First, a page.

Meanwhile I have read the rcswitch.h file and it includes a variety of other libraries, e.g. if the board is Arduino, include arduino.h, so I copied that library into the rc-switch folder and as I did that, other missing libraries were causing compilation errors. I added them all and now the compilation log says there is an issue compiling for Arduino Genuino/Uno and says something like "if you have ended here, you may need to check the processor on your board", which sounds to me like I am not selecting the right board in the IDE but I am sure it is an Uno board.

Another thing that sounds odd is that I had to copy the libraries into the RC switch folder, aren't those libraries supposed to be available to all sketches through the PATH variable of windows?

I use a clone Uno board, a cheapie one, and I also tried on a more expensive one from OSEPP, same result.

I am now trying to connect the data pin to the in-line of my computer's sound card to record the pulses and verify that the receiver works but no luck so far, Windows doesn't have a decent built-in recorder so I will try Audigy which was recommended in a tutorial.

With my transmitter I didn’t get anything from rc-switch, no messages at all.

I have heard of people using a sound card and connecting the receiver to it to record the transmission, if you can record a WAV file and get a look at what the transmission looks like then you could quite easily make a sketch to transmit the same code.

That is pretty much what I have just done, but I used a cheap RTL-SDR USB radio to pick up the signal (no affiliation!)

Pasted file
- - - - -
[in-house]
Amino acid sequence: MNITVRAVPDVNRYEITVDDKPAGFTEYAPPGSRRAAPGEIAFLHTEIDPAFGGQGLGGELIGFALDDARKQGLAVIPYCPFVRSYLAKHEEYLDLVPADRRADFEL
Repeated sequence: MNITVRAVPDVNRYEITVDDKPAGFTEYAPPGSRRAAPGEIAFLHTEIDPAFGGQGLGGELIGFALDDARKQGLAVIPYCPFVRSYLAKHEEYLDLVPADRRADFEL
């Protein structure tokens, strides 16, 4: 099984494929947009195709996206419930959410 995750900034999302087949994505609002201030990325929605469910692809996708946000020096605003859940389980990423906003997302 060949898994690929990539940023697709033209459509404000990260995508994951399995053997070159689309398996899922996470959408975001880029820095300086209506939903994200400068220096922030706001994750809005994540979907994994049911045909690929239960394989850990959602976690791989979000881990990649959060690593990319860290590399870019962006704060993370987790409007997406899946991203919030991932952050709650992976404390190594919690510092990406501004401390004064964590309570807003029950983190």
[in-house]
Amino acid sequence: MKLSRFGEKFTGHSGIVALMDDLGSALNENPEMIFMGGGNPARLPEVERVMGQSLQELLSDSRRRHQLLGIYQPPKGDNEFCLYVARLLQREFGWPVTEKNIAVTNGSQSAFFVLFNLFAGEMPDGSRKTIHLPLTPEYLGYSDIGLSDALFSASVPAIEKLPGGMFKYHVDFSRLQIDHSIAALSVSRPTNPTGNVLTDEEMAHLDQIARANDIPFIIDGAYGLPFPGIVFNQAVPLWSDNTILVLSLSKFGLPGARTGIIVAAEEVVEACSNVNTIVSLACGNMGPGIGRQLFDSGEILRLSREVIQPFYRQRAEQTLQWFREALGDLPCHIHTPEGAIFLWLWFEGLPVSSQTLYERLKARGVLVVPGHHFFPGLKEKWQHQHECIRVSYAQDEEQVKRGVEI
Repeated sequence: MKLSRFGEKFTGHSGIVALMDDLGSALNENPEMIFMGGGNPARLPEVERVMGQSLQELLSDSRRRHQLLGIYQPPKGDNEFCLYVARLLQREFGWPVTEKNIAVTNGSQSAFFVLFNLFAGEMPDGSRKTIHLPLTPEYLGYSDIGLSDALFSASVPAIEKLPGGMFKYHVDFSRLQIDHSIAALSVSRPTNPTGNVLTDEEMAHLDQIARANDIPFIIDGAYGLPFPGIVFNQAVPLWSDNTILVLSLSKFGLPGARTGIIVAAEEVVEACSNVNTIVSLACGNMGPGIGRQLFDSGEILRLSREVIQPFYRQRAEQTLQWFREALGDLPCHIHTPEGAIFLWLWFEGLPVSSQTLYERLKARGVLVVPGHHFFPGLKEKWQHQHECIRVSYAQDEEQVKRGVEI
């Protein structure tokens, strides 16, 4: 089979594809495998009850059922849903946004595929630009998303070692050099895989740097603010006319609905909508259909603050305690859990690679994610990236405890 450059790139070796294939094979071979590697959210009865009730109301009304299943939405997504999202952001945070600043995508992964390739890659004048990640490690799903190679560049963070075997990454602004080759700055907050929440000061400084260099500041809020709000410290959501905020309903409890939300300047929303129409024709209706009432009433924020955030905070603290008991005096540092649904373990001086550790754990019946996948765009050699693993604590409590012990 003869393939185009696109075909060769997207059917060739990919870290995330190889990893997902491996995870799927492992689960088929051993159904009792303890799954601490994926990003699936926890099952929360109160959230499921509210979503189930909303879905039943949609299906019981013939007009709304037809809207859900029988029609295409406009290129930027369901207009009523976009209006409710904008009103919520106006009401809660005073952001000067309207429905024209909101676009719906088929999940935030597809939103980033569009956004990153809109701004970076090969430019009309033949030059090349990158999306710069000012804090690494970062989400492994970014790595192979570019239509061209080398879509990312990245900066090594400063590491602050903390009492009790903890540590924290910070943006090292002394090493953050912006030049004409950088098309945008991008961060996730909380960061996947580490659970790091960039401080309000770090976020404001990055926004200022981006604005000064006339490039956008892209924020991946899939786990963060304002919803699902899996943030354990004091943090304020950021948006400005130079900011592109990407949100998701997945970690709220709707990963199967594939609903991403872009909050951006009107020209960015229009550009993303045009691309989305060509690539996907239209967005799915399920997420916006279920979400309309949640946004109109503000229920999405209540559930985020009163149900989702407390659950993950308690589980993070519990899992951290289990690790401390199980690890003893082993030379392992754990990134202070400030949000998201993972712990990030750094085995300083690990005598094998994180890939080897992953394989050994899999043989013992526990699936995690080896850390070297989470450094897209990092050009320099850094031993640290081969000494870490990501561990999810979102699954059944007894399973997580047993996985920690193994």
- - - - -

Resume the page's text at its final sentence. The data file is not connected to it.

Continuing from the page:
Making the Arduino into a transmitter was a lot easier than programming as a receiver… I’ve only been using the Arduino for about 2 months and it was quite a challenge!

Just to give an idea of what you can expect I have attached a screen shot of the transmission my my Nexa system and the copy of it transmitter from the Arduino. This shows the WAV files zoomed in a lot on Audacity.

As for the headers and libraries, I have never had to manually copy any around. If the code compiled when you first loaded it then it should be fine, you would get a warning if a library was missing.

If you do get a picture of the transmission feel free to post it or send me a copy and I’ll see if I can help.

I forgot to mention, I had a look at the code for rc-switch.available()

bool RCSwitch::available() {
  return RCSwitch::nReceivedValue != 0;

All this does it wait until a code is received and decoded, if rc-switch can’t recognise the transmission then it looks like it will just keep looping.

Thanks Kris, that helps!

Meanwhile, I have indeed gone down the path of using my audio card in-line and while the first attempt did not produce any results, I realised I had not paired a plug yet, so I paired a plug and then the RC started emitting the expected codes - I guess that made sense to anyone with some experience in the field lol.

I used Audacity and bought a cheap ear-set for $5, ripped off one earpiece and used that to connect to the RF receiver’s data pin.

I wonder if the Arduino will also start recording the codes now, I will post a follow-up to confirm.

I am not sure if I will continue down this path because the box of plugs says the codes are changing, so it may prove hard to hack that RC for my project if I need to figure out the algorithm… The other thing about the RC of my plug is that it does not have any soldering, so I am not sure if I can reliably just integrate the PCB board on my own circuit to bypass the decoding requirement altogether because it is not obvious where I need to solder the wires to.